verb (used with object), un·laced, un·lac·ing.

to loosen or undo the lacing or laces of (a pair of shoes, a corset, etc.).
to loosen or remove the garments of (a person) by or as if by undoing laces.

Origin of unlace

First recorded in 1300–50, unlace is from the Middle English word unlacen. See un-2, lace
Dictionary.com Unabridged Based on the Random House Unabridged Dictionary, © Random House, Inc. 2019

Examples from the Web for unlace

Historical Examples of unlace

  • Philothea was stooping to unlace her sandal, and she immediately picked it up.


    Lydia Maria Child

  • He tried to unlace the thongs that bound his feet, but could not manage it.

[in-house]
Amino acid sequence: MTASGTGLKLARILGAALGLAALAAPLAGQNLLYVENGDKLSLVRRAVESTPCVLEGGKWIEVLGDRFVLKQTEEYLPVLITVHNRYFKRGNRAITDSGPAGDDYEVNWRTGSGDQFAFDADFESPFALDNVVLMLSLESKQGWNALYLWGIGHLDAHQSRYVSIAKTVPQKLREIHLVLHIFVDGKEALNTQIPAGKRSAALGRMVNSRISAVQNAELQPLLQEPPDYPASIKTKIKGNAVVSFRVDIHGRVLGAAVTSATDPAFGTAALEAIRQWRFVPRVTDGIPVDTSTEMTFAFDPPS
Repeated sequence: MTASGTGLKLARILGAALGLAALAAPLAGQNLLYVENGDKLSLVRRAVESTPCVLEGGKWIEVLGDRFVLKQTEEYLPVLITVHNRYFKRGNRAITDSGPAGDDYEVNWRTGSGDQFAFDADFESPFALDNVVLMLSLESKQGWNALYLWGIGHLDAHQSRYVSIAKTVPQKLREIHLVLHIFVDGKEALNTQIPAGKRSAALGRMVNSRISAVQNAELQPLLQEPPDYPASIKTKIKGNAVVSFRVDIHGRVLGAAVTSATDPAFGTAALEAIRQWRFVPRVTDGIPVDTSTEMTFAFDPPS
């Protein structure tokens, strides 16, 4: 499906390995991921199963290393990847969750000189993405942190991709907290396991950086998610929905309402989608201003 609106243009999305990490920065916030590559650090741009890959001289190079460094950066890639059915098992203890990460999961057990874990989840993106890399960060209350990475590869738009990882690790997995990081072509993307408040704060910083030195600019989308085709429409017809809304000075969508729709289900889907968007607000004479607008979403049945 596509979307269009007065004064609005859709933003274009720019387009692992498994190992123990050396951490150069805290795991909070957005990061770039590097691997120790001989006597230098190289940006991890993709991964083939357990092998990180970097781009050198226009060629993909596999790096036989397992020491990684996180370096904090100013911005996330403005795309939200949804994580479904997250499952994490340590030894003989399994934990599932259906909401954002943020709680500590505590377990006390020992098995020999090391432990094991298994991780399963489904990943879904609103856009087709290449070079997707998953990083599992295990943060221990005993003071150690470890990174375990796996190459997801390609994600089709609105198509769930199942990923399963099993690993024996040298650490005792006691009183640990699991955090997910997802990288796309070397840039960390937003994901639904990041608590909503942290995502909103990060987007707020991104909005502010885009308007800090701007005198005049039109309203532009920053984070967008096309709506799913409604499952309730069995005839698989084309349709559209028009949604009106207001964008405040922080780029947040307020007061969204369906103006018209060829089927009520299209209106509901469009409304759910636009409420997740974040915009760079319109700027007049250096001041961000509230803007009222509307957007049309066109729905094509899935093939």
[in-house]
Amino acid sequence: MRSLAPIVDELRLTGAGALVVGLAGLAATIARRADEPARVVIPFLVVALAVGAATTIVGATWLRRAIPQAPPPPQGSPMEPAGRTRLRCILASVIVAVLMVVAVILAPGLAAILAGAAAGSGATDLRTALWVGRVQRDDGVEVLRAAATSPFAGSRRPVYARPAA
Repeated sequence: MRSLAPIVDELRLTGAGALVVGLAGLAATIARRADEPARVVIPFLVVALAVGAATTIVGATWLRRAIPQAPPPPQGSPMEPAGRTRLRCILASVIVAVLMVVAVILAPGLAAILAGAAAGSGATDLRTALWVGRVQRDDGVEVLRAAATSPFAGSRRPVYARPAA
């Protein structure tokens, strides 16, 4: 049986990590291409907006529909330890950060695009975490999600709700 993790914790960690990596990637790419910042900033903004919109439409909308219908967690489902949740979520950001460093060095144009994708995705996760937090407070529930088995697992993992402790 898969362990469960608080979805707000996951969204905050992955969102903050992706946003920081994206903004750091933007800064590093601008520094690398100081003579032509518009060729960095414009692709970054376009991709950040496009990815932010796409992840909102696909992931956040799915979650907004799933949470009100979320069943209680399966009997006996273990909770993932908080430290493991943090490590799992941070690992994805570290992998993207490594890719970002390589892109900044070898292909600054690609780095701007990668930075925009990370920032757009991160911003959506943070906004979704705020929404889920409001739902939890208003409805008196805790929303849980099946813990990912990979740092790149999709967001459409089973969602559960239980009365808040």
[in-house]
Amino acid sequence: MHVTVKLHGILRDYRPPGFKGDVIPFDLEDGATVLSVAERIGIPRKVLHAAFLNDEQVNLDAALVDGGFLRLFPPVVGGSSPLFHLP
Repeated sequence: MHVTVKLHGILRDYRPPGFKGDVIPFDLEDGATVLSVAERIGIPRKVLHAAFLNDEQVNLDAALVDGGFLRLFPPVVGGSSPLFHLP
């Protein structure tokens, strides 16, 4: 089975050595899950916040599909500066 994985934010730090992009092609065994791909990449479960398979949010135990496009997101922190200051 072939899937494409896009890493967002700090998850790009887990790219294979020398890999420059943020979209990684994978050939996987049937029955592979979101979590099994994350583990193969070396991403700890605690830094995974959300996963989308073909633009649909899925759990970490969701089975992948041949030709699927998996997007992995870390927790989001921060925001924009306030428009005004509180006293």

• Sit 'ee down and unlace your boots, while me and Tenny pulls.

    Shining Ferry

    Sir Arthur Thomas Quiller-Couch

  • Before he realized what she was doing, she had started to unlace his boots.

    The Woman Gives

    Owen Johnson

  • Let me unlace your boots—why, your feet are cold, and on a night like this!

    A Case in Camera

    Oliver Onions

British Dictionary definitions for unlace


verb (tr)

to loosen or undo the lacing of (shoes, garments, etc)
to unfasten or remove garments of (oneself or another) by or as if by undoing lacing
Collins English Dictionary - Complete & Unabridged 2012 Digital Edition © William Collins Sons & Co. Ltd. 1979, 1986 © HarperCollins Publishers 1998, 2000, 2003, 2005, 2006, 2007, 2009, 2012

Word Origin and History for unlace

c.1300, from un- (2) + lace (v.). Related: Unlaced; unlacing.

Online Etymology Dictionary, © 2010 Douglas Harper